Print Version

Cervical Corpectomy and Strut Graft


Table of Contents
  • Introduction
  • Anatomy
  • Rationale
  • Procedure
  • Complications
  • Rehabilitation


    Many cervical problems are due to degenerative changes that occur in the discs and joints of the neck. These changes commonly take place as a natural part of aging and from the affects of daily wear and tear on the parts of the spine. Degenerative changes in the neck sometimes lead to a serious condition where pressure is put on the spinal cord. One surgical option to relieve the pressure is to remove the degenerative vertebrae and replace them with bone graft. This procedure is called a corpectomy and strut graft.

    Learn about cervical corpectomy and strut graft including

    • how the cervical spine is affected
    • why the procedure is performed
    • what you can expect from this procedure including possible complications


    In order to understand your symptoms and treatment choices, it is helpful to start with a basic understanding of the anatomy of the neck. This includes becoming familiar with the various parts that make up the cervical spine and how they work together.

    Learn more about the anatomy of the cervical spine.


    An effective procedure for removing the pressure on the spinal cord due to  spinal stenosis  is to remove one or several vertebral bodies to take pressure off the spinal cord. The procedure is called a corpectomy. Corpus means "body" and ectomy means "remove." The discs between the vertebrae are also removed.

    After removal of the vertebral body (or bodies), a cervical fusion is performed. When the bodies of one or more vertebrae are taken out, a bone graft is inserted to fill the space. As the bone graft heals, it fuses to the intact vertebrae above and below it. The bone graft provides structural support to the cervical spine.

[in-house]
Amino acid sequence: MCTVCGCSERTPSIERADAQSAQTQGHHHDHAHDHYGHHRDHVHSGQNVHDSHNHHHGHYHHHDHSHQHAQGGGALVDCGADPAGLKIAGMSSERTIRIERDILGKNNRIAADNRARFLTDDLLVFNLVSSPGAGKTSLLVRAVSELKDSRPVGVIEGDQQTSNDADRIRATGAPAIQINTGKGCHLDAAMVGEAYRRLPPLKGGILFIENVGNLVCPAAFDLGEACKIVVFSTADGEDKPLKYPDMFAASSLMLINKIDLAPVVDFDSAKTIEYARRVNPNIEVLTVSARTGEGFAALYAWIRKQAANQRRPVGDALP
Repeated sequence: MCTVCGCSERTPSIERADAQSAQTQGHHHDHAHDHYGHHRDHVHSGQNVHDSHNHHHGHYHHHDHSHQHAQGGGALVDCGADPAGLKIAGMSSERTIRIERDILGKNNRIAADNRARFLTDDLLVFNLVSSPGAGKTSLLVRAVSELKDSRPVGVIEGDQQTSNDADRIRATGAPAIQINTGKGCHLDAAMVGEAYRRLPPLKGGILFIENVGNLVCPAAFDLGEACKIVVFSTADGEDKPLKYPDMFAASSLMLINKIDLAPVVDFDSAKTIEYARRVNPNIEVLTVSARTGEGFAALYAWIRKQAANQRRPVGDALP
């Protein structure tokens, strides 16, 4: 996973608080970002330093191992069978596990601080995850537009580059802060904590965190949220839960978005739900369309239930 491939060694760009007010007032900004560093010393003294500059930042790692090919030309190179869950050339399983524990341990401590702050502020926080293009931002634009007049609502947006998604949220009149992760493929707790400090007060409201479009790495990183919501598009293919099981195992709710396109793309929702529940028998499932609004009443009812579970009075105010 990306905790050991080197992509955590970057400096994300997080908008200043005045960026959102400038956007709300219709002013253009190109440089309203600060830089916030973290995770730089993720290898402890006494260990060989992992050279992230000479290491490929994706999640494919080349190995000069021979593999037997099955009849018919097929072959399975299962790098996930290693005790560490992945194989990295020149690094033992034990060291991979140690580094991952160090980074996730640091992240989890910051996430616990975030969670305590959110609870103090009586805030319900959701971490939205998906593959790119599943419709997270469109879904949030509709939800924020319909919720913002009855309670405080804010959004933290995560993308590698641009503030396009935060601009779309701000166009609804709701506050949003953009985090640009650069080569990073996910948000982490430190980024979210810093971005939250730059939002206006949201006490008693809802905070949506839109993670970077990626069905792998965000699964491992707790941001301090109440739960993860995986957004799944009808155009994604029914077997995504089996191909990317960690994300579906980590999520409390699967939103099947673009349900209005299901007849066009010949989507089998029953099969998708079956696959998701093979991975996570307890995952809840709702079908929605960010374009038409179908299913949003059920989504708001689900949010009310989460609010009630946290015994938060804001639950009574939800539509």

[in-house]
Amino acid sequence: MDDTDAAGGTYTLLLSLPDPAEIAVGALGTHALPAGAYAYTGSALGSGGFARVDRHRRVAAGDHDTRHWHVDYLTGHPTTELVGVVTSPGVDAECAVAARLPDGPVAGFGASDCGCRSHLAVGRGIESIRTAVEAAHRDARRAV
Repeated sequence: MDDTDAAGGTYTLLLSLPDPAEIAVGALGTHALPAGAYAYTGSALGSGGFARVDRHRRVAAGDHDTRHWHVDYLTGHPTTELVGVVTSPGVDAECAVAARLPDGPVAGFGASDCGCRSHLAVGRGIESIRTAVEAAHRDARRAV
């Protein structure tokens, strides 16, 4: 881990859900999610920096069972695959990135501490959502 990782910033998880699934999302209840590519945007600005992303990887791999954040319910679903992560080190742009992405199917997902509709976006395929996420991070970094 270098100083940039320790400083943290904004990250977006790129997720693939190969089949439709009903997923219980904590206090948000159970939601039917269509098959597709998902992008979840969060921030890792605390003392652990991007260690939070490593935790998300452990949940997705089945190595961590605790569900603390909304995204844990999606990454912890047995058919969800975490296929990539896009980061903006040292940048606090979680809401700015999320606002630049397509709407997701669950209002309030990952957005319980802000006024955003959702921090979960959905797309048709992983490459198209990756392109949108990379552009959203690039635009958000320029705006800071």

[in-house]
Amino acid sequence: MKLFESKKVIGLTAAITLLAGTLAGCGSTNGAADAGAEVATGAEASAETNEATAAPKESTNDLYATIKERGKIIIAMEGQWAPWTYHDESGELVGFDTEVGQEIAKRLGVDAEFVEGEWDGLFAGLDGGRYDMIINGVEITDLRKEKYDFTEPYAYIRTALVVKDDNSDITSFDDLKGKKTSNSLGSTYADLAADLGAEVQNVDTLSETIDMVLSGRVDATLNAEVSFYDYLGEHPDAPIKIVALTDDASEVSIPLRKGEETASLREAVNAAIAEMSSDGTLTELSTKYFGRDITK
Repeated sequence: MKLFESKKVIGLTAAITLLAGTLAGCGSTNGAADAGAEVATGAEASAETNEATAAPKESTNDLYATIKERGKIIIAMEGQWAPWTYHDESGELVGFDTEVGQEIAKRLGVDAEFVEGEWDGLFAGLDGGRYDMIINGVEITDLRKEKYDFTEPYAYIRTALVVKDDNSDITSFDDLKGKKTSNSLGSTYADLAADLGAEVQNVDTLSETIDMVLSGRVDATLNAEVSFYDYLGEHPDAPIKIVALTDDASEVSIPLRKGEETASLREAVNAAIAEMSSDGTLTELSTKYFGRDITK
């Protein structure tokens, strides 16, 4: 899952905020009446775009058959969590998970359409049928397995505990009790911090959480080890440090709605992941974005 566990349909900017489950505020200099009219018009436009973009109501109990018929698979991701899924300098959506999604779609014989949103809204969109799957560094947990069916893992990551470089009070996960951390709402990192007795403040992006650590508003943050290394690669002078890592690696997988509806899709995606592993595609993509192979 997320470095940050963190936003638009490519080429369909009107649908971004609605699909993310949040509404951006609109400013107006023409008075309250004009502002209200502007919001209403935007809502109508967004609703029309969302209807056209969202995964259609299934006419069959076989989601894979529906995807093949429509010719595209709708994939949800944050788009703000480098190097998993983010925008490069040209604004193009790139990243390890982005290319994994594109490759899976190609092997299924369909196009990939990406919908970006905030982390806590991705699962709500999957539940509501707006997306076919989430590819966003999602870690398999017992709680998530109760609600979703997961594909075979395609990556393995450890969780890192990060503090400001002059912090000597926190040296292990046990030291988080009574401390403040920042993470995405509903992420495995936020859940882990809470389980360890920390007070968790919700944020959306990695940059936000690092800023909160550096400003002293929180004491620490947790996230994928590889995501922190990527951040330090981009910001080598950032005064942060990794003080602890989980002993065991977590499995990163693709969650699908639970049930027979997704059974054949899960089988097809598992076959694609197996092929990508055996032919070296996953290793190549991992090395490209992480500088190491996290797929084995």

In the cervical corpectomy procedure, the vertebrae are removed from the front. An incision is made in the front of the neck beside the trachea (windpipe). The muscles are moved to the side. The arteries and nerves in the neck are also protected.

    Upon reaching the front of the spine, the surgeon uses an X-ray to identify the correct vertebrae and discs. The vertebral bodies and discs causing problems are removed all the way back to the spinal cord. Bone spurs that extend from the back of the vertebrae toward the spinal canal are removed as well. Special care is taken to reduce the risk of damaging the spinal cord and nerve roots.

    Once the vertebrae and discs have been removed, the space between the vertebrae above and below must be filled. Doctors typically implant a graft of bone into the space. The section of bone graft works like a "strut" to support the spine. The strut may be formed by taking bone from your hip (pelvis) or from the fibula bone in your leg. Bone taken from your own body is called autograft. Your surgeon may also use allograft, which is bone taken from a source other than your body and stored in a bone bank.

    Learn more about the use of bone graft.

    Some method of internal fixation to hold the bones and bone graft in place is normally used. The most common method is to use metal (titanium) plates and screws. The plate sits on the front of the remaining vertebrae, covering the strut graft. Screws are placed into the vertebral bodies above and below the graft to hold the plate in place and keep the bone graft from slipping.


    Like all surgical procedures, operations on the neck may have complications. Because the surgeon is operating around the spinal cord, neck operations are always considered extremely delicate and potentially dangerous. Take time to review the risks associated with cervical spine surgery with your doctor. Make sure you are comfortable with both the risks and the benefits of the procedure planned for your treatment.

    Learn more about possible complications of spine surgery.



    This is a serious and complex operation. Patients usually wear a neck brace after surgery. Some patients may need the extra support of a halo brace. Most patients do not require rehabilitation after this surgery. However, a short period may be needed for patients who are having pain or difficulty doing routine activities. A physical therapist may work with you to design a specific exercise program.

    Once the fusion is healed, you may progress toward a more vigorous rehabilitation program.

    Learn more about spinal rehabilitation after surgery.

Print Version